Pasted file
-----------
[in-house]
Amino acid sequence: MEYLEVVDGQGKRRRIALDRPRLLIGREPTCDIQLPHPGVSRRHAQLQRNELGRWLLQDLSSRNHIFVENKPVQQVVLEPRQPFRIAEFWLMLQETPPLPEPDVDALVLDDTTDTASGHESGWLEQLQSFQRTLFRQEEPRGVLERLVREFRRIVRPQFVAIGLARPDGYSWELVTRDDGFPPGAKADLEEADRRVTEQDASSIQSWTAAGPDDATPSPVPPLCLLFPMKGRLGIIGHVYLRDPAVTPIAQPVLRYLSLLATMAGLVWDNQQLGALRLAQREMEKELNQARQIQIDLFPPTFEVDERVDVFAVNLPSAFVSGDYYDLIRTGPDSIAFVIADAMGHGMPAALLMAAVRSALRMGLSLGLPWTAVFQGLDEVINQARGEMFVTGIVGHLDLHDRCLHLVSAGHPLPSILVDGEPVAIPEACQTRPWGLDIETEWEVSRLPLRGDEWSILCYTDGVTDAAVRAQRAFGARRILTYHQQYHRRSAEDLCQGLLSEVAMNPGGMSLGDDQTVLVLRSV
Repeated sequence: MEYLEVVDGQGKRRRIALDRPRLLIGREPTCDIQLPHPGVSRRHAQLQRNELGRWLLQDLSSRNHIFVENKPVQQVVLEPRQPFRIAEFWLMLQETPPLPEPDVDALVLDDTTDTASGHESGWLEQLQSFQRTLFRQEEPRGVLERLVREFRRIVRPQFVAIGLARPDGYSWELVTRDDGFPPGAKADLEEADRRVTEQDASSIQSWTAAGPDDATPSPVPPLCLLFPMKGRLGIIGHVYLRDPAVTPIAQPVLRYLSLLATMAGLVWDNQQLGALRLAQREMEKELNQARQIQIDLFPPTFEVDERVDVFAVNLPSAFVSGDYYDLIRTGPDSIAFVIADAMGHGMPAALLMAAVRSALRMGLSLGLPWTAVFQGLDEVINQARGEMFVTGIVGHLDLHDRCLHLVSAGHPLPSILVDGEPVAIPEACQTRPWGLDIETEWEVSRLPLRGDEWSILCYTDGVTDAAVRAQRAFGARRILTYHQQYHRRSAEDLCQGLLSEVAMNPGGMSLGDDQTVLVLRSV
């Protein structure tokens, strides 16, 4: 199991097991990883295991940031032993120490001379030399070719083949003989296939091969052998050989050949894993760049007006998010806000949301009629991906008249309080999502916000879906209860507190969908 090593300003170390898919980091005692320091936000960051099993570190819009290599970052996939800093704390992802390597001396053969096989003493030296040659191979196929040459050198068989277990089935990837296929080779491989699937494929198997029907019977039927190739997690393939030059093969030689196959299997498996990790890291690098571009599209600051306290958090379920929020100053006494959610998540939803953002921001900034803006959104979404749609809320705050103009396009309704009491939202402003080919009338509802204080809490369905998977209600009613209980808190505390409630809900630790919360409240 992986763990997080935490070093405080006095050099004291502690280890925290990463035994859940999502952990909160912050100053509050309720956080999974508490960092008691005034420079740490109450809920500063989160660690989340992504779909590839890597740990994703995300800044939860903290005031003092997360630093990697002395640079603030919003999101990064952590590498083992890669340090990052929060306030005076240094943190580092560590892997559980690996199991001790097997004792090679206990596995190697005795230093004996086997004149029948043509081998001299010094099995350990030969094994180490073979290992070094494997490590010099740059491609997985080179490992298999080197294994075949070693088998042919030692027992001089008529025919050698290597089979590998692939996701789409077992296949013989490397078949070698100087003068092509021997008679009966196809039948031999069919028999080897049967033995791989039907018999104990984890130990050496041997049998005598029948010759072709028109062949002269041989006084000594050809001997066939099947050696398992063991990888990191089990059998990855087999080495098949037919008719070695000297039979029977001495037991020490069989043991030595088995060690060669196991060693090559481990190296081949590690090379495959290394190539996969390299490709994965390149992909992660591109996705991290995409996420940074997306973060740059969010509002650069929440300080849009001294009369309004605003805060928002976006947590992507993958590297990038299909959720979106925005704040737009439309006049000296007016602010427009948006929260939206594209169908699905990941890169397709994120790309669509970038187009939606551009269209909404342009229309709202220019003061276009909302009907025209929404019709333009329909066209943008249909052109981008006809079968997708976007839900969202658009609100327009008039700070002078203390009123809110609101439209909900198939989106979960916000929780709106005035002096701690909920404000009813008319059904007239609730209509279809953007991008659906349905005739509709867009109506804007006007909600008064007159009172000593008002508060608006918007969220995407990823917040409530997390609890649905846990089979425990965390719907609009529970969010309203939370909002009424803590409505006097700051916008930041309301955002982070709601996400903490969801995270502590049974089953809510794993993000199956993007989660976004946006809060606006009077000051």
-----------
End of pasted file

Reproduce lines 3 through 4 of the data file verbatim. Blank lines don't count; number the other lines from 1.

Repeated sequence: MEYLEVVDGQGKRRRIALDRPRLLIGREPTCDIQLPHPGVSRRHAQLQRNELGRWLLQDLSSRNHIFVENKPVQQVVLEPRQPFRIAEFWLMLQETPPLPEPDVDALVLDDTTDTASGHESGWLEQLQSFQRTLFRQEEPRGVLERLVREFRRIVRPQFVAIGLARPDGYSWELVTRDDGFPPGAKADLEEADRRVTEQDASSIQSWTAAGPDDATPSPVPPLCLLFPMKGRLGIIGHVYLRDPAVTPIAQPVLRYLSLLATMAGLVWDNQQLGALRLAQREMEKELNQARQIQIDLFPPTFEVDERVDVFAVNLPSAFVSGDYYDLIRTGPDSIAFVIADAMGHGMPAALLMAAVRSALRMGLSLGLPWTAVFQGLDEVINQARGEMFVTGIVGHLDLHDRCLHLVSAGHPLPSILVDGEPVAIPEACQTRPWGLDIETEWEVSRLPLRGDEWSILCYTDGVTDAAVRAQRAFGARRILTYHQQYHRRSAEDLCQGLLSEVAMNPGGMSLGDDQTVLVLRSV
């Protein structure tokens, strides 16, 4: 199991097991990883295991940031032993120490001379030399070719083949003989296939091969052998050989050949894993760049007006998010806000949301009629991906008249309080999502916000879906209860507190969908 090593300003170390898919980091005692320091936000960051099993570190819009290599970052996939800093704390992802390597001396053969096989003493030296040659191979196929040459050198068989277990089935990837296929080779491989699937494929198997029907019977039927190739997690393939030059093969030689196959299997498996990790890291690098571009599209600051306290958090379920929020100053006494959610998540939803953002921001900034803006959104979404749609809320705050103009396009309704009491939202402003080919009338509802204080809490369905998977209600009613209980808190505390409630809900630790919360409240 992986763990997080935490070093405080006095050099004291502690280890925290990463035994859940999502952990909160912050100053509050309720956080999974508490960092008691005034420079740490109450809920500063989160660690989340992504779909590839890597740990994703995300800044939860903290005031003092997360630093990697002395640079603030919003999101990064952590590498083992890669340090990052929060306030005076240094943190580092560590892997559980690996199991001790097997004792090679206990596995190697005795230093004996086997004149029948043509081998001299010094099995350990030969094994180490073979290992070094494997490590010099740059491609997985080179490992298999080197294994075949070693088998042919030692027992001089008529025919050698290597089979590998692939996701789409077992296949013989490397078949070698100087003068092509021997008679009966196809039948031999069919028999080897049967033995791989039907018999104990984890130990050496041997049998005598029948010759072709028109062949002269041989006084000594050809001997066939099947050696398992063991990888990191089990059998990855087999080495098949037919008719070695000297039979029977001495037991020490069989043991030595088995060690060669196991060693090559481990190296081949590690090379495959290394190539996969390299490709994965390149992909992660591109996705991290995409996420940074997306973060740059969010509002650069929440300080849009001294009369309004605003805060928002976006947590992507993958590297990038299909959720979106925005704040737009439309006049000296007016602010427009948006929260939206594209169908699905990941890169397709994120790309669509970038187009939606551009269209909404342009229309709202220019003061276009909302009907025209929404019709333009329909066209943008249909052109981008006809079968997708976007839900969202658009609100327009008039700070002078203390009123809110609101439209909900198939989106979960916000929780709106005035002096701690909920404000009813008319059904007239609730209509279809953007991008659906349905005739509709867009109506804007006007909600008064007159009172000593008002508060608006918007969220995407990823917040409530997390609890649905846990089979425990965390719907609009529970969010309203939370909002009424803590409505006097700051916008930041309301955002982070709601996400903490969801995270502590049974089953809510794993993000199956993007989660976004946006809060606006009077000051």